May 23 - The U.S. won a World Trade Organization case against China over duties slapped on cars imported from America. Fred Katayama reports.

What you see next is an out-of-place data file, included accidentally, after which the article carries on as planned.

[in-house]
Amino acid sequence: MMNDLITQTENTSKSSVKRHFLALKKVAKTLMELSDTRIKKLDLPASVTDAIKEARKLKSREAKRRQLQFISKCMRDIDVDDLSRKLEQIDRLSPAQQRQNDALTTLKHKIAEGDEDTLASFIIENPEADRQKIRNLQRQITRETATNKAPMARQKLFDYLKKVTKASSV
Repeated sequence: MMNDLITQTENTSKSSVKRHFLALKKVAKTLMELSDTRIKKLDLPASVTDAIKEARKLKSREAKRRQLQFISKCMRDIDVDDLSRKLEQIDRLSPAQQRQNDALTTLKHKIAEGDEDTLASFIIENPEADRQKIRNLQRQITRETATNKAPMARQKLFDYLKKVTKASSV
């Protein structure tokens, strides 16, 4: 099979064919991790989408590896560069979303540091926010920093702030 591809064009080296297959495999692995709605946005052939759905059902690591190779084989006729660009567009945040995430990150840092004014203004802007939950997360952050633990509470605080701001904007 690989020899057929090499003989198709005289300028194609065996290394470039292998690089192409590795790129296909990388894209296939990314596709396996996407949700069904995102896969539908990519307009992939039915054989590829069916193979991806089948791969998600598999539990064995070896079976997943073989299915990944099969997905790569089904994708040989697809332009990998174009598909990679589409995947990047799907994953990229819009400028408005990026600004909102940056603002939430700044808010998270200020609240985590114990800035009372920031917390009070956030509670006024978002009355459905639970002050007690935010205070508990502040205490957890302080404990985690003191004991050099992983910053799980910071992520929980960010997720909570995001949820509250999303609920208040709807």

U.S. automakers can take a victory lap. The U.S. has won a major World Trade Organization case against China. Three years ago, China had slapped duties of up to nearly 22 percent on big sedans and sport utilities imported from the U.S. Beijing charged that U.S. automakers were getting government subsidies and dumping cars onto the Chinese market. The Obama Administration fought back, filing a complaint with the WTO in 2012. U.S. Trade Representative Michael Froman: SOUNDBITE: MICHAEL FROMAN, U.S. TRADE REPRESENTATIVE, SAYING (ENGLISH): "This is a significant victory. In 2013, the United States exported $65 billion worth of autos, $8.5 billion of that went to China, which accounts for our second largest export market for U.S. autos. China's unjustified duties affect more than $5 billion of these exports." China is the world's largest car market, and it's a key export market for GM and Ford. The WTO ruling comes at a sensitive time when U.S. trade and diplomatic relations with China have markedly worsened. Just this week, Washington accused five Chinese military officers of hacking American companies to steal trade secrets. China responded by suspending working discussions with the U.S. on cyber security. The U.S. court victory is symbolic, however. China let the auto duties expire last year.